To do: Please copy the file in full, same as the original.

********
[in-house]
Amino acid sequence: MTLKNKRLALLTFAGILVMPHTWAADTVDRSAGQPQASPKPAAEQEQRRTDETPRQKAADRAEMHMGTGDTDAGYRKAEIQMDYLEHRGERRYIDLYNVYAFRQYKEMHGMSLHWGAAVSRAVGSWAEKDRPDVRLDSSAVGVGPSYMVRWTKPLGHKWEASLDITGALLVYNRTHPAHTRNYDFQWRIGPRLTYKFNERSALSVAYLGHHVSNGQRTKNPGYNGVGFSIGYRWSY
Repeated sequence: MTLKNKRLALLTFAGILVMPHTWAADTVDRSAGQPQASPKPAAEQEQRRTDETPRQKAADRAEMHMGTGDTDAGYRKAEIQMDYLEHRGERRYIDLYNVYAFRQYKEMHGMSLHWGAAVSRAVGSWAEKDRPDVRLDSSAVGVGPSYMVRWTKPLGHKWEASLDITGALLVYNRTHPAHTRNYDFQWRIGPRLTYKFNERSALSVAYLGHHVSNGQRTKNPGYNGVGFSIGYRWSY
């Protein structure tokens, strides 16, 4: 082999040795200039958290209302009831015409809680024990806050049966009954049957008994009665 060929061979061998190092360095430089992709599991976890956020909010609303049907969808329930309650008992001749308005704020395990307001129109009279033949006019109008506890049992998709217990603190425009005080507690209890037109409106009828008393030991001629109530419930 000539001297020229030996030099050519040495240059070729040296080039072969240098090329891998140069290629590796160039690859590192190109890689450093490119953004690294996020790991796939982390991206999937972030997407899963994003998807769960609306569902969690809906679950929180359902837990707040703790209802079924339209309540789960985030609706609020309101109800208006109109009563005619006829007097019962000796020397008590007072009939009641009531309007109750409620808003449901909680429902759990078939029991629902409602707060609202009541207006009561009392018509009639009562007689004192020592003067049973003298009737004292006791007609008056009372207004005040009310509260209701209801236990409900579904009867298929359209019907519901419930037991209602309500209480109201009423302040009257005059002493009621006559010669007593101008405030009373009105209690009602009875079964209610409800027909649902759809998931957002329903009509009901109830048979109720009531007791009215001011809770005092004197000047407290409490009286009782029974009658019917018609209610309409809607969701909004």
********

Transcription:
[in-house]
Amino acid sequence: MTLKNKRLALLTFAGILVMPHTWAADTVDRSAGQPQASPKPAAEQEQRRTDETPRQKAADRAEMHMGTGDTDAGYRKAEIQMDYLEHRGERRYIDLYNVYAFRQYKEMHGMSLHWGAAVSRAVGSWAEKDRPDVRLDSSAVGVGPSYMVRWTKPLGHKWEASLDITGALLVYNRTHPAHTRNYDFQWRIGPRLTYKFNERSALSVAYLGHHVSNGQRTKNPGYNGVGFSIGYRWSY
Repeated sequence: MTLKNKRLALLTFAGILVMPHTWAADTVDRSAGQPQASPKPAAEQEQRRTDETPRQKAADRAEMHMGTGDTDAGYRKAEIQMDYLEHRGERRYIDLYNVYAFRQYKEMHGMSLHWGAAVSRAVGSWAEKDRPDVRLDSSAVGVGPSYMVRWTKPLGHKWEASLDITGALLVYNRTHPAHTRNYDFQWRIGPRLTYKFNERSALSVAYLGHHVSNGQRTKNPGYNGVGFSIGYRWSY
């Protein structure tokens, strides 16, 4: 082999040795200039958290209302009831015409809680024990806050049966009954049957008994009665 060929061979061998190092360095430089992709599991976890956020909010609303049907969808329930309650008992001749308005704020395990307001129109009279033949006019109008506890049992998709217990603190425009005080507690209890037109409106009828008393030991001629109530419930 000539001297020229030996030099050519040495240059070729040296080039072969240098090329891998140069290629590796160039690859590192190109890689450093490119953004690294996020790991796939982390991206999937972030997407899963994003998807769960609306569902969690809906679950929180359902837990707040703790209802079924339209309540789960985030609706609020309101109800208006109109009563005619006829007097019962000796020397008590007072009939009641009531309007109750409620808003449901909680429902759990078939029991629902409602707060609202009541207006009561009392018509009639009562007689004192020592003067049973003298009737004292006791007609008056009372207004005040009310509260209701209801236990409900579904009867298929359209019907519901419930037991209602309500209480109201009423302040009257005059002493009621006559010669007593101008405030009373009105209690009602009875079964209610409800027909649902759809998931957002329903009509009901109830048979109720009531007791009215001011809770005092004197000047407290409490009286009782029974009658019917018609209610309409809607969701909004």